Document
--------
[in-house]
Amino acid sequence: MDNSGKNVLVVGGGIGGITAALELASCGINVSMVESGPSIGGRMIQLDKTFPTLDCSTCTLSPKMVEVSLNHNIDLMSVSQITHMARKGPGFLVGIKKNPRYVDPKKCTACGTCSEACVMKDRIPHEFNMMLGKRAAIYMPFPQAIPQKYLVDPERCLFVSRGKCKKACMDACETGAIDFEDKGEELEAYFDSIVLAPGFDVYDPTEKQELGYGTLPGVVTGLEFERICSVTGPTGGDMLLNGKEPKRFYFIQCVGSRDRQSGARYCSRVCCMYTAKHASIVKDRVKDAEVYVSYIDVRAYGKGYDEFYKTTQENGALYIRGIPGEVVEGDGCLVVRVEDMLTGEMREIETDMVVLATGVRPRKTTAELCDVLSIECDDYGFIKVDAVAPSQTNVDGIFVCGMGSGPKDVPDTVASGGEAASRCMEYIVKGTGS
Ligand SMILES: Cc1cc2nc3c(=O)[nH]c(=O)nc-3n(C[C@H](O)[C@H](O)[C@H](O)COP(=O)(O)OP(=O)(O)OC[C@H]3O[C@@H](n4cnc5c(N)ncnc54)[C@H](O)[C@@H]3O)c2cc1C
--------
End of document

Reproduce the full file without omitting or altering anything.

[in-house]
Amino acid sequence: MDNSGKNVLVVGGGIGGITAALELASCGINVSMVESGPSIGGRMIQLDKTFPTLDCSTCTLSPKMVEVSLNHNIDLMSVSQITHMARKGPGFLVGIKKNPRYVDPKKCTACGTCSEACVMKDRIPHEFNMMLGKRAAIYMPFPQAIPQKYLVDPERCLFVSRGKCKKACMDACETGAIDFEDKGEELEAYFDSIVLAPGFDVYDPTEKQELGYGTLPGVVTGLEFERICSVTGPTGGDMLLNGKEPKRFYFIQCVGSRDRQSGARYCSRVCCMYTAKHASIVKDRVKDAEVYVSYIDVRAYGKGYDEFYKTTQENGALYIRGIPGEVVEGDGCLVVRVEDMLTGEMREIETDMVVLATGVRPRKTTAELCDVLSIECDDYGFIKVDAVAPSQTNVDGIFVCGMGSGPKDVPDTVASGGEAASRCMEYIVKGTGS
Ligand SMILES: Cc1cc2nc3c(=O)[nH]c(=O)nc-3n(C[C@H](O)[C@H](O)[C@H](O)COP(=O)(O)OP(=O)(O)OC[C@H]3O[C@@H](n4cnc5c(N)ncnc54)[C@H](O)[C@@H]3O)c2cc1C